ForWarn detected a multiple threat anomaly in the Adirondacks, New York. The progressive decline in the mountain range could be due to insect defoliation or the summer phenology of the plants.
ForWarn identified a persistent reduction along the ridges of central and east Pennsylvania. The areas of concern have a history of insect defoliation during the spring and summer. Although there is evidence of hail damage in nearby counties, the anomaly along the ridges is likely due to insect defoliation.
ForWarn detected a disturbance in southern Florida in May 2014. Laurel Wilt fungal disease is terminal in plants of the Laurel family. Drought induced dieback of vegetation as well as insect defoliation may also play a part in greenness departure. This event was revisited in July 2014 with newer imagery but the cause is still undetermined.
ForWarn detected a disturbance in the New Jersey Pine Barrens. The heavily forested area extends through seven New Jersey counties. Insects are suspected to be defoliating the area accounting for the departure of vegetation greenness.
ForWarn discovered an anomaly in Berks and Chester counties of Pennsylvania. Insects are suspected of defoliation, promoting greenness departure.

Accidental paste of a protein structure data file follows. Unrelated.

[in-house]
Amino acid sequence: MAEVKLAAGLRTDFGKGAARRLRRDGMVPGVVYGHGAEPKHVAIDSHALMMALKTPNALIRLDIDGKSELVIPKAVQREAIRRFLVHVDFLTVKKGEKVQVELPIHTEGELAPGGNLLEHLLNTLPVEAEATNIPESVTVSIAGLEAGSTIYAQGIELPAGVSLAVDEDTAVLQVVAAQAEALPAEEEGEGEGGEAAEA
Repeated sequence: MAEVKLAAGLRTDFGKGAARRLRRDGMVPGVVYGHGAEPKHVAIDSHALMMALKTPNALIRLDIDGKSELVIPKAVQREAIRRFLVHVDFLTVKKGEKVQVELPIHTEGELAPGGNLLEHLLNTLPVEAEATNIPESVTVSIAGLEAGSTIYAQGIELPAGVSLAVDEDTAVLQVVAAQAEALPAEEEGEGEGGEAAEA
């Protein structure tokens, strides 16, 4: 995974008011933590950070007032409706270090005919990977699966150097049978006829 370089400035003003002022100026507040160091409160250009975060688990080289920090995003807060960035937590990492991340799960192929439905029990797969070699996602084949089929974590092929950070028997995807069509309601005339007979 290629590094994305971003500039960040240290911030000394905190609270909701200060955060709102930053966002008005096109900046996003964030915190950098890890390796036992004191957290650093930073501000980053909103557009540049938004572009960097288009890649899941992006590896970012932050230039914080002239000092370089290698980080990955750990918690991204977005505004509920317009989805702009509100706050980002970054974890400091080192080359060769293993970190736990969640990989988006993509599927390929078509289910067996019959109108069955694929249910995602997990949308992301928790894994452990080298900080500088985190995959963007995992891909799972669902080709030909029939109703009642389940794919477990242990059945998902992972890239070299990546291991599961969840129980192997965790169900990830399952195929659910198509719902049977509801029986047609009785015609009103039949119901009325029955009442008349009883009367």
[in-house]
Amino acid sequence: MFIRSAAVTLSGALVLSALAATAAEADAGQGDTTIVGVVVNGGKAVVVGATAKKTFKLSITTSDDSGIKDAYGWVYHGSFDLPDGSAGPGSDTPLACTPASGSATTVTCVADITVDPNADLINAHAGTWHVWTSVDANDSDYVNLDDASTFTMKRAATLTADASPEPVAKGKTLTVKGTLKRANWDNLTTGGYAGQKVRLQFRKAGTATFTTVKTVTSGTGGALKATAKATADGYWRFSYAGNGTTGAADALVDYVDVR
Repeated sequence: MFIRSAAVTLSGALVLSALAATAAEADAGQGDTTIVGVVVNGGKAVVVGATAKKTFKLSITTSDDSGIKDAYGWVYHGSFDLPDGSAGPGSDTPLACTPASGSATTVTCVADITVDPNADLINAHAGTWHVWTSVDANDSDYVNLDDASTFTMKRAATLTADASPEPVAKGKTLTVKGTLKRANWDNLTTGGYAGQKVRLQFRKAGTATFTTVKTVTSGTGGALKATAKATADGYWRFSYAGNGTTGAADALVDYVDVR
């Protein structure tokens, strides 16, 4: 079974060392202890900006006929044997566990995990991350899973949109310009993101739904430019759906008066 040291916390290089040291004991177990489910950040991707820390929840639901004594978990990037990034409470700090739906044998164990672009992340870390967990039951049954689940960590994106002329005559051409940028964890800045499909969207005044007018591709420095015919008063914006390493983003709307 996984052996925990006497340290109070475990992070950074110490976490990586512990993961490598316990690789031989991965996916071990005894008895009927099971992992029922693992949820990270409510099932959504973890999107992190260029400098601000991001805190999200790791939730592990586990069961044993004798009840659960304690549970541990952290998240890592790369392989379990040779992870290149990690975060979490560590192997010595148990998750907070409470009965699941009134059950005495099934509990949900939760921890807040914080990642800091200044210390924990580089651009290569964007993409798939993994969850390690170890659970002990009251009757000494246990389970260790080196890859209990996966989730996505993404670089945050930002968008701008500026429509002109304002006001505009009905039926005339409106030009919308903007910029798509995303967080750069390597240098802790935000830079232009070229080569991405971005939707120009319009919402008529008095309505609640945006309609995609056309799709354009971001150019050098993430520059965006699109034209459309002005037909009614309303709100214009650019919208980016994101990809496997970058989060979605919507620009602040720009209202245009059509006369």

ForWarn identified anomalies in the Lyon and Johnson Mountains, New York. There are several possible causes for this event. Clouds may obstruct the detector providing a false anomaly, insects may be defoliating the area, the phenology of the plants could play a part in departure, or sever weather causing damage to foliage.
ForWarn detected an anomaly in the Allegheny National Forest, Pennsylvania in August 2012. Insect defoliation is the probable cause for the decline in vegetation greenness.
ForWarn detected a disturbance in Potter County, Pennsylvania in July 2012. The cause for the decline in vegetation greenness is currently unknown but may be attributed to insect defoliation.